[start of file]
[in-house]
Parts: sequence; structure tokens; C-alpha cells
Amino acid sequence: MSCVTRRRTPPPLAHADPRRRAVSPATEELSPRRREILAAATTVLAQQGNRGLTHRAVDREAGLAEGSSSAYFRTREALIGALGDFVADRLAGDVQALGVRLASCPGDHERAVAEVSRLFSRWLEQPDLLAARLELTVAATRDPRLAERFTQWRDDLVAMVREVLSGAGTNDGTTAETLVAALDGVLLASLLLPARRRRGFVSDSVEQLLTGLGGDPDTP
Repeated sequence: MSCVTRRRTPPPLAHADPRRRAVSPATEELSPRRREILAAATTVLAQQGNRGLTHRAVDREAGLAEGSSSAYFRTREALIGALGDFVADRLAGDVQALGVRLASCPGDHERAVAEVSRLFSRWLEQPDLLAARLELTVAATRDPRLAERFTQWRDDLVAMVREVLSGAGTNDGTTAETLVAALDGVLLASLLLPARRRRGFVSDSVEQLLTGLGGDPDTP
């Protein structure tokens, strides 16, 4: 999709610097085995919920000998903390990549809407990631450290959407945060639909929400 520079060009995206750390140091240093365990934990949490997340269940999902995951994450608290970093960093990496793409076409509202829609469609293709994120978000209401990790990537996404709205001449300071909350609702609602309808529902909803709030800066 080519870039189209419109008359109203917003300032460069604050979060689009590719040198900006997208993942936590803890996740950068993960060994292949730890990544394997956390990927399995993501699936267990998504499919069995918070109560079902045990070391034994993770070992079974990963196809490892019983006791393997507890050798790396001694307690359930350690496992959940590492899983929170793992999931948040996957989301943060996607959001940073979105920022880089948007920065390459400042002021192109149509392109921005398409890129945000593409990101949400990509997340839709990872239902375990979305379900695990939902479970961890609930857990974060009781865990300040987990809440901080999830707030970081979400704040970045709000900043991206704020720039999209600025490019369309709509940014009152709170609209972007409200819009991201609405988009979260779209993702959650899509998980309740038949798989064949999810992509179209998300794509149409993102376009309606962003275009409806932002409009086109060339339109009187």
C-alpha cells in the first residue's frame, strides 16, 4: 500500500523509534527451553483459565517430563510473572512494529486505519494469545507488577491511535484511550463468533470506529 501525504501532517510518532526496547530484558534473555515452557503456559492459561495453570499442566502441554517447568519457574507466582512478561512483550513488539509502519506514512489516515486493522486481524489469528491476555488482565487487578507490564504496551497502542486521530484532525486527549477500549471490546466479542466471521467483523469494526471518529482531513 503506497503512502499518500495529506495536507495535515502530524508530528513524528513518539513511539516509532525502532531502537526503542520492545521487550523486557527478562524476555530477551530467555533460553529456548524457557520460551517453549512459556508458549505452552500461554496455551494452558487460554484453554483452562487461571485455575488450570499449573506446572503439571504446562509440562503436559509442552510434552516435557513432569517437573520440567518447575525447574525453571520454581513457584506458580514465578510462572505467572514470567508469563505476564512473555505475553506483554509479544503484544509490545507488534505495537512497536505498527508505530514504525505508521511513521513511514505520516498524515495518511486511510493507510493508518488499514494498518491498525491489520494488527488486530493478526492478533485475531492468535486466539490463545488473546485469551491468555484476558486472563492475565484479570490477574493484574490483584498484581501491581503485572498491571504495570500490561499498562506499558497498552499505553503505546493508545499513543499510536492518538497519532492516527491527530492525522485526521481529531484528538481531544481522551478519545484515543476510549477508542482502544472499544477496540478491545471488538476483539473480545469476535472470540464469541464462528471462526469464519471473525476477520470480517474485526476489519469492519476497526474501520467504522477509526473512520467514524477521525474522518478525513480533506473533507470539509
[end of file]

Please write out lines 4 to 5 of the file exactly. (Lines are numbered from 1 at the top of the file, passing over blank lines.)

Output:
Repeated sequence: MSCVTRRRTPPPLAHADPRRRAVSPATEELSPRRREILAAATTVLAQQGNRGLTHRAVDREAGLAEGSSSAYFRTREALIGALGDFVADRLAGDVQALGVRLASCPGDHERAVAEVSRLFSRWLEQPDLLAARLELTVAATRDPRLAERFTQWRDDLVAMVREVLSGAGTNDGTTAETLVAALDGVLLASLLLPARRRRGFVSDSVEQLLTGLGGDPDTP
């Protein structure tokens, strides 16, 4: 999709610097085995919920000998903390990549809407990631450290959407945060639909929400 520079060009995206750390140091240093365990934990949490997340269940999902995951994450608290970093960093990496793409076409509202829609469609293709994120978000209401990790990537996404709205001449300071909350609702609602309808529902909803709030800066 080519870039189209419109008359109203917003300032460069604050979060689009590719040198900006997208993942936590803890996740950068993960060994292949730890990544394997956390990927399995993501699936267990998504499919069995918070109560079902045990070391034994993770070992079974990963196809490892019983006791393997507890050798790396001694307690359930350690496992959940590492899983929170793992999931948040996957989301943060996607959001940073979105920022880089948007920065390459400042002021192109149509392109921005398409890129945000593409990101949400990509997340839709990872239902375990979305379900695990939902479970961890609930857990974060009781865990300040987990809440901080999830707030970081979400704040970045709000900043991206704020720039999209600025490019369309709509940014009152709170609209972007409200819009991201609405988009979260779209993702959650899509998980309740038949798989064949999810992509179209998300794509149409993102376009309606962003275009409806932002409009086109060339339109009187």